Friday, March 6, 2009

Adventures of Jerry Lewis #112

Adventures of Jerry Lewis #112 (On Sale: March 6, 1969) has a cover by Bob Oksner. Until I bought the old Neal Adams' issues last year, this was the only issue of Adventures of Jerry Lewis I had ever bought or read and the only one I bought from the newsstand.

We start with "The Flash Meets Jerry Lewis," which is the reason I bought this book. Reader Martin O'Hearn tells us that E. Nelson Bridwell talked about writing this story, so let's call it by E. Nelson Bridwell and Bob Oksner. Jerry and nephew Renfrew are taking Jerry's sweater to be cleaned when they see the tailor being taken "for a ride" by two goons. Jerry says that he and Renfrew will watch the store for him while he enjoys his ride. Inside they notice the large amount of costumes in for cleaning and Renfrew notes that they are all super-villain uniforms, not super-hero uniforms.

Their first customer is in a prison outfit and asks for the Captain Cold outfit. When Renfrew starts asking too many question, Captain Cold puts him on ice, literally. Meanwhile Barry Allen notices that several of his foes who staged a mass jailbreak were caught with a tailor's business card in their pockets. As the Flash he heads on over just as Jerry is putting out a sign advertising for a delivery boy. He hires the Flash to do the job (he looks speedy!) and hands him the costumes to a bunch of super-villains.

Meanwhile the tailor is brought to the hideout of Abra Kadabra who wants to know what happened to the wand he left in his cape? The tailor has no idea, but at the same moment and just thawed Renfrew fins a magic wand on the floor and notes that he can use it to send sewing needle into Uncle Jerry's butt! The Flash meanwhile has rounded up a number of villains and heads back to the store as Barry Allen to see if he can find out what is going on. However, he is splashed by a car in front of the tailor shop and Jerry insists on cleaning his trousers. As Jerry shakes them for cleaning the Flash's ring falls out of the pocket. Jerry returns Barry's horribly shrunk, and burned pants to him and Barry storms out in a huff, but Renfrew finds a ring on the floor.

While Abra Kadabra tortures the tailor Jerry snatches the ring from Renfrew and accidentally opens the secret compartment holding the Flash's uniform. Renfrew eggs Jerry into trying the outfit on and then uses his magic wand to empower the Flash's boots to run like crazy! Unable to get any information out of the tailor, Kadabra heads back to his shop just as Barry notices that he is missing his ring. He rushes home and picks up his spare costume and heads back to the tailor shop just as Kadabra and his men show up and see Jerry running around in the Flash's costume.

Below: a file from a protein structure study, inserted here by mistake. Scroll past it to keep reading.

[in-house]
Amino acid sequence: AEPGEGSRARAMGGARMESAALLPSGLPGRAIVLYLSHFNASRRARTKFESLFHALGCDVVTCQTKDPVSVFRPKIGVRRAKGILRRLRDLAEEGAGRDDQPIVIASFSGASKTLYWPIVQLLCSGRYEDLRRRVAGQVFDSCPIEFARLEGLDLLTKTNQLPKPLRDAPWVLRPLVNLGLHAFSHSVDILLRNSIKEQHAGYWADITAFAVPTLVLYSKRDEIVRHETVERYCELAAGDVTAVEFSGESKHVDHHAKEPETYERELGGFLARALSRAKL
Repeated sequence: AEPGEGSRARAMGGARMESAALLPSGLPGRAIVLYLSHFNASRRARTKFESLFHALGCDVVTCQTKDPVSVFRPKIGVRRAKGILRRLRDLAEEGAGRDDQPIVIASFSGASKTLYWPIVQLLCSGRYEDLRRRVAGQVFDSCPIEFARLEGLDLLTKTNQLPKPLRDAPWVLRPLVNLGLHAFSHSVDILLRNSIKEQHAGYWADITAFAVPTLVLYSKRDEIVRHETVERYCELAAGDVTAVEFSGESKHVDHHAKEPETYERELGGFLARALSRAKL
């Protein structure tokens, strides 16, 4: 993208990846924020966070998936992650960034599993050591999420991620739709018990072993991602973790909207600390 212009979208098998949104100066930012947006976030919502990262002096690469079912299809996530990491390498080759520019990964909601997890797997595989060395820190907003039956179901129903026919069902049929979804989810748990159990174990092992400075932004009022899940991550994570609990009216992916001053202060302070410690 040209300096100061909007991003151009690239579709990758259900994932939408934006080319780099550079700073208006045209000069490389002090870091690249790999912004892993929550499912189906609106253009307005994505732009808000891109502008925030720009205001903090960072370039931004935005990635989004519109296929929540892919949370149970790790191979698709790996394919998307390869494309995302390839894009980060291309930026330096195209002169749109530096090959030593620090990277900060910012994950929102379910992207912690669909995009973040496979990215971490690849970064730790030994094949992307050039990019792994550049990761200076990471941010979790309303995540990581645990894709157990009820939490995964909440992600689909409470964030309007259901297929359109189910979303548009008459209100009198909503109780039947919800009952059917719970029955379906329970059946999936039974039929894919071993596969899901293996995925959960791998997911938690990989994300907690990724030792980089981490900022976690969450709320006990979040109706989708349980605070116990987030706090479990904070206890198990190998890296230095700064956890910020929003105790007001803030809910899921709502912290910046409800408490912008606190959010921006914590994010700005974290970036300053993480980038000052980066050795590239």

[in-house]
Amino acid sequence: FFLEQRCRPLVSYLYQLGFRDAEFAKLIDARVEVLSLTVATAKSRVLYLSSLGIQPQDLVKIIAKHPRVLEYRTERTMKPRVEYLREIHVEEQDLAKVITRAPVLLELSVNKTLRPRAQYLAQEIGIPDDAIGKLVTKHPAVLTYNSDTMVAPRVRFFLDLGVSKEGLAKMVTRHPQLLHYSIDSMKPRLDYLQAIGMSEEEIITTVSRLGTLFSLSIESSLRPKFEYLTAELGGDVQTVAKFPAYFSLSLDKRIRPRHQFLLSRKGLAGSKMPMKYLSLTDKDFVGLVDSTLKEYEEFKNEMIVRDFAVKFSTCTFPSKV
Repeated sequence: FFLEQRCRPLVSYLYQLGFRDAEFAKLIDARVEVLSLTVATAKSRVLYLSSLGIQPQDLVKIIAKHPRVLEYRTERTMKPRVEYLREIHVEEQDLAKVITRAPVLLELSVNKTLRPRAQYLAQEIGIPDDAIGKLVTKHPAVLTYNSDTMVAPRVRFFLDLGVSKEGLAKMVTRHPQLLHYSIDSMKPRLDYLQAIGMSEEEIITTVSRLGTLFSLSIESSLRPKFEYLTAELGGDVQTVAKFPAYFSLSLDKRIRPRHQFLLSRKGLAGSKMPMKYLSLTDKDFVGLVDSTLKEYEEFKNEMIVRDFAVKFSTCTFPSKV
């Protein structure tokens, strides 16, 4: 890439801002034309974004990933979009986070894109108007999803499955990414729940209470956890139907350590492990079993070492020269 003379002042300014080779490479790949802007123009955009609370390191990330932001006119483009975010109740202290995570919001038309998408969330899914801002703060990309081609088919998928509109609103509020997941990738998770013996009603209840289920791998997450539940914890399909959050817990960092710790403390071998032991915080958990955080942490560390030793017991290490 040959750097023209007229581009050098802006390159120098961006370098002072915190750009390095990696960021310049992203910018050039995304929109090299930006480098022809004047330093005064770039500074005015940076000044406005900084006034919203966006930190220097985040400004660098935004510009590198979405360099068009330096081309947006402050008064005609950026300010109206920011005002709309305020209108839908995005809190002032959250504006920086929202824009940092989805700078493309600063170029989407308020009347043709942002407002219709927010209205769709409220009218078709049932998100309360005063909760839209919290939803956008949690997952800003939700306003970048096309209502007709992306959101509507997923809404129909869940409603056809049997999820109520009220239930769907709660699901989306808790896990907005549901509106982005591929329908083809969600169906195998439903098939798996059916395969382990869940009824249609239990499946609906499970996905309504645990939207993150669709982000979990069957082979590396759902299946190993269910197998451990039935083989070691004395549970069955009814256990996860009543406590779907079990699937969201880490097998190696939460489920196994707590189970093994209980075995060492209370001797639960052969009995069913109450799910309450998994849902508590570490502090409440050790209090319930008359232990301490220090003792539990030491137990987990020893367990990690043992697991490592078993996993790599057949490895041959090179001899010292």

Kadabra's men tackle Jerry and Renfrew says that it was his wand that made him run so fast. Kadabra tries to take the wand from Renfrew who throws it away just as the Flash enters the shop and is knocked unconscious by the errant wand. Kadabra is unable to determine who is the real Flash and Renfrew says it has to be his Uncle Jerry. Just then the Flash wakes up, sews Kadabra's men together and knocks Kadabra out. Kadabra lands on a steam press and Renfrew flattens him. The Flash takes the bad guys off to jail and Jerry is just happy things are back to normal, only Renfrew still has the magic wand and Jerry is actually floating off the ground.

An aside here. Years later I worked at a company and at one time my boss was a guy named Jerry Renfrew. Every time I saw him I thought of this comic book.

Next is "Wheeler Dealer Meets Jalopy Jerk." Jerry is walking past a used car lot when the dealer grabs him and shoves him into an old jalopy and forces him to take a test drive. Jerry gets stopped by a cop who threatens to give him a ticket for driving such and old junker. Jerry takes it back to the lot but the brakes fail and Jerry crashes it, and then tells the salesman he would never buy a car in that bad of shape.

We end with "Jerry-Flavored Ice Cream." Steve Rowe tells us that all the art inside is by Bob Oksner. I agree with that up to a point. I would say that all of the pencils are by Bob Oksner, but the first and last story are inked by someone other than Oksner; the inks on the second story are much nicer and look to me to be pure Oksner.

Edited by Murray Boltinoff.


Dave Potts said...

I acquired a beat-up copy of this when I was a kid (sometime in the 70s), and when I read it, I discovered that the center of the comic was missing! I still have never read the complete story.

Steven Rowe said...

all art by bob oksner